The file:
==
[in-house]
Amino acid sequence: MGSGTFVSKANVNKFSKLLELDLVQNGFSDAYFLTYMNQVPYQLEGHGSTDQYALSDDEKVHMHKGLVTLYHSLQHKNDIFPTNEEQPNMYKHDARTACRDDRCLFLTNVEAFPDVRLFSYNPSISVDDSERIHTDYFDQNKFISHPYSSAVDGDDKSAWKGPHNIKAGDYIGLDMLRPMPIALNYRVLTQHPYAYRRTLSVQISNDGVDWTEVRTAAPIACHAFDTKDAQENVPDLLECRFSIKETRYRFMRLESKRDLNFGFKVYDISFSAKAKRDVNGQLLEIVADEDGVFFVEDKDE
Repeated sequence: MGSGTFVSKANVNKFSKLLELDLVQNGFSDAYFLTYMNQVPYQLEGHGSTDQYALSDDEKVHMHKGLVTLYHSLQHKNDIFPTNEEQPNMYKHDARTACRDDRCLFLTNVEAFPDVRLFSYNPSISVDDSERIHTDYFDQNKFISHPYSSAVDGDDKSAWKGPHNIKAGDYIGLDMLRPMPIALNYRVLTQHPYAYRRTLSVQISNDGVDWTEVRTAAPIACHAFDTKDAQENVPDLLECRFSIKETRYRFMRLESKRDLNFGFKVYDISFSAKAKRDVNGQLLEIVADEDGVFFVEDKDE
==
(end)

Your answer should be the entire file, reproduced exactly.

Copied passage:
[in-house]
Amino acid sequence: MGSGTFVSKANVNKFSKLLELDLVQNGFSDAYFLTYMNQVPYQLEGHGSTDQYALSDDEKVHMHKGLVTLYHSLQHKNDIFPTNEEQPNMYKHDARTACRDDRCLFLTNVEAFPDVRLFSYNPSISVDDSERIHTDYFDQNKFISHPYSSAVDGDDKSAWKGPHNIKAGDYIGLDMLRPMPIALNYRVLTQHPYAYRRTLSVQISNDGVDWTEVRTAAPIACHAFDTKDAQENVPDLLECRFSIKETRYRFMRLESKRDLNFGFKVYDISFSAKAKRDVNGQLLEIVADEDGVFFVEDKDE
Repeated sequence: MGSGTFVSKANVNKFSKLLELDLVQNGFSDAYFLTYMNQVPYQLEGHGSTDQYALSDDEKVHMHKGLVTLYHSLQHKNDIFPTNEEQPNMYKHDARTACRDDRCLFLTNVEAFPDVRLFSYNPSISVDDSERIHTDYFDQNKFISHPYSSAVDGDDKSAWKGPHNIKAGDYIGLDMLRPMPIALNYRVLTQHPYAYRRTLSVQISNDGVDWTEVRTAAPIACHAFDTKDAQENVPDLLECRFSIKETRYRFMRLESKRDLNFGFKVYDISFSAKAKRDVNGQLLEIVADEDGVFFVEDKDE